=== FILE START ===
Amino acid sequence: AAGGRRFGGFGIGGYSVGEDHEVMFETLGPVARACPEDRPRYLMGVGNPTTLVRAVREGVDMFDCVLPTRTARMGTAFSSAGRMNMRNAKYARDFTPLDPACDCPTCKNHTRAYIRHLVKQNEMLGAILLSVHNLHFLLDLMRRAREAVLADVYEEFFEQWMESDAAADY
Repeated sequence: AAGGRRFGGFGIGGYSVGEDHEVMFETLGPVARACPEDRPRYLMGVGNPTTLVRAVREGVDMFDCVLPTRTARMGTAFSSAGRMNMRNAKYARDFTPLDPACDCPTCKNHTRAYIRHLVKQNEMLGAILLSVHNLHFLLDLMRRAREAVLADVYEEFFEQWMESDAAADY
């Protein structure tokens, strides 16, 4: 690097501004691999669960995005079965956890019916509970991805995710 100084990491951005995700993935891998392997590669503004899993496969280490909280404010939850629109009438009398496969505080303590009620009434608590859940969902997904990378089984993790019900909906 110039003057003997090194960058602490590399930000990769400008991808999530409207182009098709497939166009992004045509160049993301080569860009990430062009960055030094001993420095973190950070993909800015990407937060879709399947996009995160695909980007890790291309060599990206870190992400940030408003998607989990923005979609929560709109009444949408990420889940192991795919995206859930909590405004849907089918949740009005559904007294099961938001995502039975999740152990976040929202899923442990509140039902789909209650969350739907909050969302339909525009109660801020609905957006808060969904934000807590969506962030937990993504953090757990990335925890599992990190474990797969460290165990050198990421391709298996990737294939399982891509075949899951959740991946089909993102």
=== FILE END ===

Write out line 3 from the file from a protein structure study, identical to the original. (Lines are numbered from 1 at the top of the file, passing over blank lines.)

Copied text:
């Protein structure tokens, strides 16, 4: 690097501004691999669960995005079965956890019916509970991805995710 100084990491951005995700993935891998392997590669503004899993496969280490909280404010939850629109009438009398496969505080303590009620009434608590859940969902997904990378089984993790019900909906 110039003057003997090194960058602490590399930000990769400008991808999530409207182009098709497939166009992004045509160049993301080569860009990430062009960055030094001993420095973190950070993909800015990407937060879709399947996009995160695909980007890790291309060599990206870190992400940030408003998607989990923005979609929560709109009444949408990420889940192991795919995206859930909590405004849907089918949740009005559904007294099961938001995502039975999740152990976040929202899923442990509140039902789909209650969350739907909050969302339909525009109660801020609905957006808060969904934000807590969506962030937990993504953090757990990335925890599992990190474990797969460290165990050198990421391709298996990737294939399982891509075949899951959740991946089909993102």